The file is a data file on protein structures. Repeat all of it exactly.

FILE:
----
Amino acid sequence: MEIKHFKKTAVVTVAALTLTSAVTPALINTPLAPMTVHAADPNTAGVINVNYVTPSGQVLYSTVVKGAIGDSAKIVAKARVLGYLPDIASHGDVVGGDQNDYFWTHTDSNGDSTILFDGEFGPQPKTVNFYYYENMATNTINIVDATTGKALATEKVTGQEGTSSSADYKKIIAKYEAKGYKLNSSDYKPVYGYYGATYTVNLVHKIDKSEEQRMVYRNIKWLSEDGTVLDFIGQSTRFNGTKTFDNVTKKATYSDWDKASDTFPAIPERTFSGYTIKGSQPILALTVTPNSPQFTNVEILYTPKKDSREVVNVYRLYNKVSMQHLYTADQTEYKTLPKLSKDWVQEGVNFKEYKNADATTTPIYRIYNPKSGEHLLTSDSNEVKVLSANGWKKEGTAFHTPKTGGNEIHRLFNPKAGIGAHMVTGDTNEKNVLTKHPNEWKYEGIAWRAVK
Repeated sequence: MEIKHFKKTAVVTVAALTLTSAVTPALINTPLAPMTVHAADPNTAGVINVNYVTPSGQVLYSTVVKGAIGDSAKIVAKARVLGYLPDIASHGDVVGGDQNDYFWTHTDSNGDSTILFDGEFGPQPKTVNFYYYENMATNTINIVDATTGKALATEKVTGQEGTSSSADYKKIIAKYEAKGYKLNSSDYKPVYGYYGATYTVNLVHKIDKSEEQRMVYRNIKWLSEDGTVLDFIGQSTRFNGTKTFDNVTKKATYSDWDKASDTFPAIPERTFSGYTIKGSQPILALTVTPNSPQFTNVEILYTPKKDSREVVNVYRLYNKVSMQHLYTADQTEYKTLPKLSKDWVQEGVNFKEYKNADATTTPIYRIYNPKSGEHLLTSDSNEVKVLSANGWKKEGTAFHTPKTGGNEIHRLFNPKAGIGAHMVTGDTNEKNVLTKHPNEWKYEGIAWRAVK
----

Amino acid sequence: MEIKHFKKTAVVTVAALTLTSAVTPALINTPLAPMTVHAADPNTAGVINVNYVTPSGQVLYSTVVKGAIGDSAKIVAKARVLGYLPDIASHGDVVGGDQNDYFWTHTDSNGDSTILFDGEFGPQPKTVNFYYYENMATNTINIVDATTGKALATEKVTGQEGTSSSADYKKIIAKYEAKGYKLNSSDYKPVYGYYGATYTVNLVHKIDKSEEQRMVYRNIKWLSEDGTVLDFIGQSTRFNGTKTFDNVTKKATYSDWDKASDTFPAIPERTFSGYTIKGSQPILALTVTPNSPQFTNVEILYTPKKDSREVVNVYRLYNKVSMQHLYTADQTEYKTLPKLSKDWVQEGVNFKEYKNADATTTPIYRIYNPKSGEHLLTSDSNEVKVLSANGWKKEGTAFHTPKTGGNEIHRLFNPKAGIGAHMVTGDTNEKNVLTKHPNEWKYEGIAWRAVK
Repeated sequence: MEIKHFKKTAVVTVAALTLTSAVTPALINTPLAPMTVHAADPNTAGVINVNYVTPSGQVLYSTVVKGAIGDSAKIVAKARVLGYLPDIASHGDVVGGDQNDYFWTHTDSNGDSTILFDGEFGPQPKTVNFYYYENMATNTINIVDATTGKALATEKVTGQEGTSSSADYKKIIAKYEAKGYKLNSSDYKPVYGYYGATYTVNLVHKIDKSEEQRMVYRNIKWLSEDGTVLDFIGQSTRFNGTKTFDNVTKKATYSDWDKASDTFPAIPERTFSGYTIKGSQPILALTVTPNSPQFTNVEILYTPKKDSREVVNVYRLYNKVSMQHLYTADQTEYKTLPKLSKDWVQEGVNFKEYKNADATTTPIYRIYNPKSGEHLLTSDSNEVKVLSANGWKKEGTAFHTPKTGGNEIHRLFNPKAGIGAHMVTGDTNEKNVLTKHPNEWKYEGIAWRAVK